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He Said, She Says
by James L. Oddie

      Lori Tinsley looked out the car window at the pedestrians who were fighting the cold wind from off Lake Michigan. Her eight-year-old car was at the mechanic's for the third time in as many months. She said, "Thanks for going out of your way, Bubba. I appreciate it. I sure wasn't looking forward to a seven block walk in this weather." 

     Her blond-haired brother, Bubba, grunted.

     Lori was beautiful. Her hair, a reddish auburn, had a natural curl like her dad's. Her eyes were the color of her hair. Her mouth, a little wide she thought. A faultless complexion and a well-proportioned figure completed the picture.

     Friday night, Lori had brought her weekly paycheck home, and to her surprise, Bubba offered to drive her to the bank this morning. At the bank, she deposited the check, leaving just enough in the account to pay the utility bills. She took the rest in cash they needed for the week: $100.00 each for her mother, her brother and herself.

     Back in the car Bubba returned to character. He grabbed her wrist, twisted her arm behind her back, and said, "Okay, Bitch, give me an extra fifty bucks. I didn't have much luck on the ponies last week, but I'm going out and win big today. And don't you say a damned thing to Mom."

     After she had given him the money, despite her pleas, he told her to get out, leaving her to walk home.
     Monday evening, Lori worked late. She took the bus home as usual, but got off at the all-night market and walked the last three blocks carrying two bags of groceries. She climbed the five steps of the apartment house and, with fingers numb even through her gloves, tried to get the key into the lock.

     She entered the lobby, dimly lit by a lone bulb in the dust-covered chandelier that hung from the domed ceiling. The paint on the elaborately-carved frieze, now chipped and faded, gave mute testimony to once-splendid grandeur. She made her way up the narrow stairway to the fourth floor, clutching the bags to her as she opened the door.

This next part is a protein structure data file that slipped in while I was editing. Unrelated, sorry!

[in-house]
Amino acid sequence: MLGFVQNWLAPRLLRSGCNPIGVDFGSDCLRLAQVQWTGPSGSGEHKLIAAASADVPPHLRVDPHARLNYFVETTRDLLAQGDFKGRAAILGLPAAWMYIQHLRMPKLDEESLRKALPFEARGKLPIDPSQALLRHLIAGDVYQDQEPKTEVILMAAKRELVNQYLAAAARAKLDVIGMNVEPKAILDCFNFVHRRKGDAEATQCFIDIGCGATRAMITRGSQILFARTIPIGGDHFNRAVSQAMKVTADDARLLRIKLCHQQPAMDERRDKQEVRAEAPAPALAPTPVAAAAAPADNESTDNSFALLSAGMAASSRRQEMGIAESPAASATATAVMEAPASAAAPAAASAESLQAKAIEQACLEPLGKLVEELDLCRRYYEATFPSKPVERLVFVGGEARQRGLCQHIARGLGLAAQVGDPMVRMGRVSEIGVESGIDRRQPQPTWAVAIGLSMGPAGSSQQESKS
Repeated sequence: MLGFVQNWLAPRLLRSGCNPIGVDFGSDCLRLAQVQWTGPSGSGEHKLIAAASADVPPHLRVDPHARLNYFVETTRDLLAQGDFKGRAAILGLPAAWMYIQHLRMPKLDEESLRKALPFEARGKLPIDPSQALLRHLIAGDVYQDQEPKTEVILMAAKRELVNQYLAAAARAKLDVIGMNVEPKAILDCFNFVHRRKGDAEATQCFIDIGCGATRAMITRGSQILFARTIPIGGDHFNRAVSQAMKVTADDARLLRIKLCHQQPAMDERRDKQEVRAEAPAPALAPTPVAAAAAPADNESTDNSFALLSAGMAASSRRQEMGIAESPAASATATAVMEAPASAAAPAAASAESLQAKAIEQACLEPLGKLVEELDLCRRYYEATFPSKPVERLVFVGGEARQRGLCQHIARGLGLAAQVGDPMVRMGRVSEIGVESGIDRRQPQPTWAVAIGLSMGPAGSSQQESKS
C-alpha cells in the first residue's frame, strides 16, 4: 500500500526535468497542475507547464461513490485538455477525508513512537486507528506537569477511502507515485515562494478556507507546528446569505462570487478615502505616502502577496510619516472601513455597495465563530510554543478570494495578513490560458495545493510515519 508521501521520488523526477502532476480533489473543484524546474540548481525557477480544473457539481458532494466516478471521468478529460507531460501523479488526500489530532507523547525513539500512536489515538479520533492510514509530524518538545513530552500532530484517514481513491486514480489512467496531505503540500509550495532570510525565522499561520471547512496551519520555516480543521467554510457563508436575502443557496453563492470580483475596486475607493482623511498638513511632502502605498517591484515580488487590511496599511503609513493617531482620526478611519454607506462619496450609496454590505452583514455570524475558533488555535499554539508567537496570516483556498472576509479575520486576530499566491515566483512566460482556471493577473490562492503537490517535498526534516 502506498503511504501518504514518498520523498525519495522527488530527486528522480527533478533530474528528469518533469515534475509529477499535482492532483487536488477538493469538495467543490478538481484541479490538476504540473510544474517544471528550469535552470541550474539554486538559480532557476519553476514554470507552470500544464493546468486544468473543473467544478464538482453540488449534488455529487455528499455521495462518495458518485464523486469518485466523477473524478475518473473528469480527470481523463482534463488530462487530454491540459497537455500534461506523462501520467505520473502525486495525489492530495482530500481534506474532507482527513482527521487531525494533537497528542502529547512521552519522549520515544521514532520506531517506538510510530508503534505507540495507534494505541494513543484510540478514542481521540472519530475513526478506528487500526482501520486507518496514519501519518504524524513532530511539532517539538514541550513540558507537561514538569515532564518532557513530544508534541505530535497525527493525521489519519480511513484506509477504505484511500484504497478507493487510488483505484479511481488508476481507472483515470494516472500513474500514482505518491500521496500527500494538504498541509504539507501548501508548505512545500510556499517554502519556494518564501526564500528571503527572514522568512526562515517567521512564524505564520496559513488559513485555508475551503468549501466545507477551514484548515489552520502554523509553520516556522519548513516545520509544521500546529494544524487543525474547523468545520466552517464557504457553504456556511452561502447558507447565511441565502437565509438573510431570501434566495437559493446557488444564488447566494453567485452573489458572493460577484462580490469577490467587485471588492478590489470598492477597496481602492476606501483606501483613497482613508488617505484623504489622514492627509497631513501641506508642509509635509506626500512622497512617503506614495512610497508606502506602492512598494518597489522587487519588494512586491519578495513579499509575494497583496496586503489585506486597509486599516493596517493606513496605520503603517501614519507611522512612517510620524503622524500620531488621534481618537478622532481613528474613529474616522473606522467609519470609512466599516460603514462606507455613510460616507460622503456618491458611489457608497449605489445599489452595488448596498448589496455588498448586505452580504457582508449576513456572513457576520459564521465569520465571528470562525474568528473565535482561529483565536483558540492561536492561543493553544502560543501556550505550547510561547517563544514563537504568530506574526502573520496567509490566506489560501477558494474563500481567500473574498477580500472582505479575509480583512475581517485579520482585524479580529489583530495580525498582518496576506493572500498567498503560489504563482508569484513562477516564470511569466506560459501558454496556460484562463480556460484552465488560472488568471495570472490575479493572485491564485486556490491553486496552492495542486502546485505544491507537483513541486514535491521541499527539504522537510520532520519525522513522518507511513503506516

A raspy voice greeted her. "Well, I wondered when you'd be getting home. Where the hell you been 'til midnight?"

     The woman who spoke sat in a wooden chair in the kitchen, her hair in curlers. She wore a chenille robe that had at one time been lime-green. Her left hand held a half-empty bottle of gin, while her right hand patted the small dog on her lap. The soiled, pink bows on its ears and the gray hair on its muzzle attested to its gender and age. Its dull eyes and lackluster coat mirrored those of its mistress.

     Lori leaned against the door while she caught her breath. Her nostrils were assailed by the odors she had come to hate — stale cigarette butts, the unwashed bodies of the woman and her dog, and the remains of the two frozen dinners left on the drainboard.

     A cracked, glass ashtray lay upside down on the vinyl floor; its previous contents, crushed-out lipstick-stained cigarette butts, scattered about. A cigarette balanced on the edge of the table sent a plume to the light fixture above — the cheap, ornamental glass of which was stained by years of assault by that same yellow-gray smoke.

     Lori pushed the door shut with her elbow, put her bundles down on the table and walked to a cupboard in the corner. She opened it and took out a broom and dustpan. Returning the few steps to the table, she swept the glass pieces and cigarette butts into the pan. While she did this, the seated woman picked up the burning cigarette and nervously puffed on it — waiting for a reply to her taunting question.

     Lori put the broom back into the closet and the dustpan against the wall. After she had methodically put the food items into the cupboards and refrigerator, folded the bags and put them into a cabinet under the sink, she walked to the table and sat in an empty chair.

     She spoke in a soft voice. "Stella, I told you this morning I had to work late tonight. Don't you remember? God knows I have to get in every hour I can, and since neither you nor Bubba will do the shopping, I stopped at the market."